Veterans’ retreat to promote mindfulness
IMPERIAL — Veterans and active duty members of the military, along with their spouses and children, are invited to a free three-day Mindful Warrior Project retreat where participants can learn about techniques aimed at combating stress related to military service.
The retreat will inform participants about practices that promote self-healing by analyzing one’s feelings and emotions through meditative practices, said Mary Esquer, Imperial County Behavioral Health Services (ICBHS) adult services manager.
“The plan is to explore ways to healing and empowerment,” Esquer said, “and move out of the survival mode and into the thriving mode.”
The retreat, which starts Friday, is being organized by ICBHS and the county Veterans Service Office (VSO), with the participation of facilitators from the nonprofit Mindful Warrior Project.
The retreat will not provide participants with diagnosing, intake, or mental health treatment or reporting.
It instead will highlight the Mindful Warrior Project’s curriculum of self-compassion, self-forgiveness, acceptance, and non-judgmental behavior.
Workshops scheduled for Saturday and Sunday will inform participants about effective practices that individuals can employ to promote mindfulness and learn to better deal with behavioral issues by remaining in the present moment.
“Its purpose is to empower people to be well and live a balanced life,” Esquer said.
As a Vietnam veteran who was subsequently diagnosed with post-traumatic stress disorder, Federico Garcia said such mindfulness practices have proven beneficial in his life.
The Valley native and retired corrections officer said that many local veterans may mistakenly downplay the benefit of adopting mindful practices, which do not involve a professional behavioral health professional, and differ from the one-onone or group counseling typically available to those diagnosed with PTSD.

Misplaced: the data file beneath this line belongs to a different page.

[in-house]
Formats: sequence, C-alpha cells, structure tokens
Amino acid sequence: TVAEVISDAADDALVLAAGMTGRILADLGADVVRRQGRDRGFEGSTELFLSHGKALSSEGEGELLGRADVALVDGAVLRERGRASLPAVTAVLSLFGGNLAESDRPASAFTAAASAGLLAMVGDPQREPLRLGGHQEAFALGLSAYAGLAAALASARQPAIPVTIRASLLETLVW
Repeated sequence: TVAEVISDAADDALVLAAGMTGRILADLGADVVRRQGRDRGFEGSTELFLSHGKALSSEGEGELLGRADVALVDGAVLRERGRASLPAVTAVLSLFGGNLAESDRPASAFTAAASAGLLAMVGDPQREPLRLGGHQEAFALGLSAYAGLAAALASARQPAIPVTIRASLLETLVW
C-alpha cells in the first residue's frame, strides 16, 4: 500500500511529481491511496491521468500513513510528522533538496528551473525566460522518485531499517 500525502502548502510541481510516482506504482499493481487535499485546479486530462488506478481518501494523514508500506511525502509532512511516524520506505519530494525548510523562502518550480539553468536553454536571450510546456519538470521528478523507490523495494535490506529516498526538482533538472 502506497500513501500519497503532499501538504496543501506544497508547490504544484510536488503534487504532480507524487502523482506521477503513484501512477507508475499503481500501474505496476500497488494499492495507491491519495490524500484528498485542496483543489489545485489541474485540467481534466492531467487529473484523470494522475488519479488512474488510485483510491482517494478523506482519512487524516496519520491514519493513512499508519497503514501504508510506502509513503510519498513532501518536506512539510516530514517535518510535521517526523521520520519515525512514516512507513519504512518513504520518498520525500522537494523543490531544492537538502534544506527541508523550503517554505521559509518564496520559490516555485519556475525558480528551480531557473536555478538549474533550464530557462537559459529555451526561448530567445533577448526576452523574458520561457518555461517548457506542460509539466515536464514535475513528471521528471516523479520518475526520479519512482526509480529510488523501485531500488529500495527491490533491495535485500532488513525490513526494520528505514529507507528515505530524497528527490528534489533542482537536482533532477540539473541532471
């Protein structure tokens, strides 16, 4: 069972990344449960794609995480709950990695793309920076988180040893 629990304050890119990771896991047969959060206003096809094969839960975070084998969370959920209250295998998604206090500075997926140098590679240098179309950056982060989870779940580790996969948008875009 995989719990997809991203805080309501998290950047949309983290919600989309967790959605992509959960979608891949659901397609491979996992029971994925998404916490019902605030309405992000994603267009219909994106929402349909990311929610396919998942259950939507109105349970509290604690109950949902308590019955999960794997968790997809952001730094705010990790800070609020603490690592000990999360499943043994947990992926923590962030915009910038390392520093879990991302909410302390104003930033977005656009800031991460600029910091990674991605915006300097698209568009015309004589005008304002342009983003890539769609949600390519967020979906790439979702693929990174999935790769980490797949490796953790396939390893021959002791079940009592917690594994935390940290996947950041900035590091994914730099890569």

Despite the benefits of mindfulness practices, Garcia, a county VSO representative, said he is concerned that those that may benefit most from the activities may not be aware of their availability, or be too busy to take advantage.
“The population that would benefit the most from this is the population that is most busy right now with doing what they have to do,” Garcia said, referring to the veterans’ work and family responsibilities.
Yet, adopting mindful practices can allow individuals to better respond to instances of guilt, anger, depression on their own initiative, he said.
“It’s something in your tool kit that you can use in your day to day experience,” Garcia said. “It’s a real practical nuts and bolts method to dealing with PTSD.”
The upcoming retreat, which starts Friday with an orientation that is also open to the public and service providers, is a welcome addition to behavioral health services already available to local veterans, said Robert Avila, county VSO veterans service officer.
Currently available services include one-onone in-person counseling offered by the VSO twice a week, as well as telemedicine services offered at the Veterans Administration’s El Centro office, Avila said.
The ICBHS also teaches mindful therapy practices to its patients, although it is only a component of a wider variety of traditional behavioral health therapy that patients receive, Esquer said.
“We use it in the course of therapy sometimes, but not all the time,” she said.
Mindful Warrior Project facilitators are also expected to return to the Valley on Dec. 2 for a follow up meeting, where information will be provided to community members who are interested in assisting the nonprofit with its efforts, as well as becoming trained to become a facilitator, Esquer said.
The three-day retreat gets underway Friday at the Ricochet Rec Center.
Saturday and Sunday’s workshops are available only for veterans, active duty military personnel and their families, organizers said.
Childcare will also be available for participants.
For more information and to register, please contact Patricia Arevalo-Caro at 760-482-2118 or at email@example.com or Robert Avila at 442-265-3200 or firstname.lastname@example.org